The new extreme? Two moderate former lawmakers hope to turn the tide on political extremism

David Jolly and Patrick Murphy are touring the state to offer insights on how we got here — and a few fixes.

click to enlarge Jolly (center) and Murphy (right) talk to WUSF's Steve Newborn about why they want to bring centrism back to politics. - Preston Rudie
Preston Rudie
Jolly (center) and Murphy (right) talk to WUSF's Steve Newborn about why they want to bring centrism back to politics.

Somewhere between universal basic income and a Mad Maxian hellscape lies something called centrism.

Next month, two former congressmen from Florida are visiting the state’s college campuses to talk about the virtues of moderation in politics.

Their forum at USF’s Marshall Center is scheduled for October 12.

The two will talk about the dire state of affairs in U.S. politics: the polarization that has Americans turning against one another and policymaking at the federal level totally stalled.

In a recent conversation with CL, Jolly, a Pinellas County Republican, and Murphy, a Palm Beach County Democrat, talked about how we got here — and how we can reverse course.

In bringing the discussion to universities, the two former Congressmen are bringing their message to an audience that largely eschewed centrism in 2016 — largely via “Feel the Bern” t-shirts. Jolly and Murphy are both keenly aware of how disillusioned many Americans are, and of how the outcome of the 2016 election was due at least slightly to distrust of politicians who compromise.

“I think it’s because a lot of people are struggling right now, and are suffering, and at the the core people feel like the American dream is disappearing; that you’re supposed to be able to work hard, pay your mortgage, put your kids in school and have a better life and your kids are going to have a better life,” Murphy said. “That’s sort of the basic bargain, right?”

And then, when people see the American dream fading away, a Trump or a Sanders comes along with promises that would seem to solve everything — whether it’s a vision of free college for all or a giant wall.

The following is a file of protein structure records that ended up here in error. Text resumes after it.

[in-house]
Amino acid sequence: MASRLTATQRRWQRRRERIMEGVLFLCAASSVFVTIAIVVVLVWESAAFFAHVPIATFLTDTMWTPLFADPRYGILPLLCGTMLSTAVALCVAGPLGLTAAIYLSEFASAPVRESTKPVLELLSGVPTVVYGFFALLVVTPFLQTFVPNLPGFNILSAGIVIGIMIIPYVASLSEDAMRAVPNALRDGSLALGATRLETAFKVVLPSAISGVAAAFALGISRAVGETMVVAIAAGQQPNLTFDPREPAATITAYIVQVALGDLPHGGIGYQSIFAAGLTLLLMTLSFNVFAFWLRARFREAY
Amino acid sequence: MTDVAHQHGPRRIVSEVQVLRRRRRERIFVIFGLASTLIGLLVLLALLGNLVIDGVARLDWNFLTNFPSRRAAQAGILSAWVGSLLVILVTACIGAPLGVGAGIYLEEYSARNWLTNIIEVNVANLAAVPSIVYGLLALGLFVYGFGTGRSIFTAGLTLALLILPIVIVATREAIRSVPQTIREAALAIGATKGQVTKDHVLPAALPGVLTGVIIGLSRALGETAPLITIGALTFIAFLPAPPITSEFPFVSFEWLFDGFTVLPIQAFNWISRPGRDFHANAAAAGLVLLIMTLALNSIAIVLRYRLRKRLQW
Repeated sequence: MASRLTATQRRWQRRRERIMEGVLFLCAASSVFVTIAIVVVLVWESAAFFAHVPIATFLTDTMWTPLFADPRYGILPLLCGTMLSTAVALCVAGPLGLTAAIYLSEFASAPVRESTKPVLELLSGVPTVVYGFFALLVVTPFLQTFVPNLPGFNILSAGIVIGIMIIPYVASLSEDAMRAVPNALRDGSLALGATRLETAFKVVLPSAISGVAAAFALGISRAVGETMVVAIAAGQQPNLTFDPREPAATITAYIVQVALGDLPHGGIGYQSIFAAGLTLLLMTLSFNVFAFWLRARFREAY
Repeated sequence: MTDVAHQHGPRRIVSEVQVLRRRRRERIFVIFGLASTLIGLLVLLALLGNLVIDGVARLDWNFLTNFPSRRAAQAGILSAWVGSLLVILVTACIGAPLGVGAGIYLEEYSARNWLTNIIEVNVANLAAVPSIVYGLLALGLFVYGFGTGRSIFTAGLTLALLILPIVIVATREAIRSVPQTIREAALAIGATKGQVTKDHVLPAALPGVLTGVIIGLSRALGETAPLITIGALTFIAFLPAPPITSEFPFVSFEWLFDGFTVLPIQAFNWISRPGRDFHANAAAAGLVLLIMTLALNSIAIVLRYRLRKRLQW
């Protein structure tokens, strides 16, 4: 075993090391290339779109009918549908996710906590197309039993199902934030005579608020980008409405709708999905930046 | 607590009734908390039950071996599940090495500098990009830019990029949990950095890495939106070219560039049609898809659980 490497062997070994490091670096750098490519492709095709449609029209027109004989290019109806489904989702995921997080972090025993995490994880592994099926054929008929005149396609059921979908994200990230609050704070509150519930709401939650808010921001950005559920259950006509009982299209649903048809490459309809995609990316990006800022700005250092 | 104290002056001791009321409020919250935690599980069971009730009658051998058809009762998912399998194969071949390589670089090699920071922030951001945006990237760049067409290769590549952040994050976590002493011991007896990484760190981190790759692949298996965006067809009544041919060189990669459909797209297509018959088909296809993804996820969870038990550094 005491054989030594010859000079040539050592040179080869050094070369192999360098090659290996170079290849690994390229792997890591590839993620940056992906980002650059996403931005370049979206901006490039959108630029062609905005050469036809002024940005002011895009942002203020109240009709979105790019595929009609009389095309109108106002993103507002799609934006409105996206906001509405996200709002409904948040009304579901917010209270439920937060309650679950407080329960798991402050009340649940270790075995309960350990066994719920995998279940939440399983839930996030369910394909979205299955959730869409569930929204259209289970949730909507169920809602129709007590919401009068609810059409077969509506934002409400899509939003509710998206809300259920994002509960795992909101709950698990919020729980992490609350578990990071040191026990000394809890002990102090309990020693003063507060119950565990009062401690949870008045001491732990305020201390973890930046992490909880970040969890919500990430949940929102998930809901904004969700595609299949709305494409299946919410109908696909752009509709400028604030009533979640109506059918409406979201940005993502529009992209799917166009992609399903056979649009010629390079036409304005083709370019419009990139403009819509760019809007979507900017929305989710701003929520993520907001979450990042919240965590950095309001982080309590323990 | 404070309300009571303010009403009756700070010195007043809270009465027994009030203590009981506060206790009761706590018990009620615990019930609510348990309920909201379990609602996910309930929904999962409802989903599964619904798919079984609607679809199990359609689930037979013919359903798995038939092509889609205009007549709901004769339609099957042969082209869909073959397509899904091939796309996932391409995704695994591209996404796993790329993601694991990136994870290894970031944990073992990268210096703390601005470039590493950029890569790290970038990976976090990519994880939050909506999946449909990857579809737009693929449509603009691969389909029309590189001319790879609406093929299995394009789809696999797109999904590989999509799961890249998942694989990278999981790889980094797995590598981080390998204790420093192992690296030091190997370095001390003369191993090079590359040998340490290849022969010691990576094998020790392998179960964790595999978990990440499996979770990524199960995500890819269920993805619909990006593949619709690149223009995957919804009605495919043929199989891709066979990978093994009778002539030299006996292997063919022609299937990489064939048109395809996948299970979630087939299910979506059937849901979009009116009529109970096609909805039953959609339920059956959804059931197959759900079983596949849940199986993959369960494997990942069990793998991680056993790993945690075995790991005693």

While the economic and cultural climate are a factor in how we got here, Jolly and Murphy want to tackle structural factors — factors they’ve experienced firsthand.

“We both agree on quite a few of the same reasons why there is so much gridlock in Washington, DC,” Murphy said. “We both went to Washington hoping, perhaps naively so, that it was going to be about the issues and being impactful on so many of the important things that are out there.”

Once in Washington, reality hit.

As a moderate Democrat, Murphy said it was nearly impossible to get Republicans to vote on even the most “commonsense, vanilla bill” that would have had no problem getting bipartisan support 20 years ago. Colleagues across the aisle would pledge support only to kowtow to party pressure.

It’s easy to ascribe the problem to gerrymandering, given that parties in control of a given state legislature draw congressional districts in ways that benefit themselves, a practice they have down to a science thanks to voter data. The makeup of most districts is so safely Republican or Democrat, Murphy said, that elections are typically won in the primary. And since the small percentage of voters who turn out in primaries tend to reside near the extreme edge of their party, voters are sending the most divisive voices to Washington. And if they try to build consensus rather than take an extreme, all-or-nothing tack, they get penalized.

“Right now the incentive is to be in the extreme of your party, not to be in the middle,” Murphy said. “So a lot of our friends in Congress on both sides of the aisle are not as extreme as you think, and they care about getting things done, and a lot would be more willing to compromise if they knew it wouldn’t hurt their own reelection.”

Jolly said there are ways to fundamentally change this.

Namely, by changing the way lawmakers draw districts to make them competitive. Florida now draws its congressional districts by geography, which Jolly said doesn’t necessarily increase competitiveness (he says he lost his own Pinellas County seat at least in part due to his own district being redrawn, after a lawsuit against the state over unconstitutional gerrymandering led to the district’s inclusion of a Democrat-rich area in 2015).

Another fix, Jolly said? Open primaries. That way, Rs, Ds, Independents, whoever, could vote for whomever they like. That would in theory make it easier for, say, a more nuanced gubernatorial candidate like Jack Latvala to best a more extreme (possible) contender like Ron DeSantis or Florida House Speaker Richard Corcoran. More middle-of-the-road candidates would make government run more smoothly.

“If we had electorally competitive districts, open primaries and campaign finance reform, now you’re rewarding candidates for doing better at bipartisanship,” he said. 

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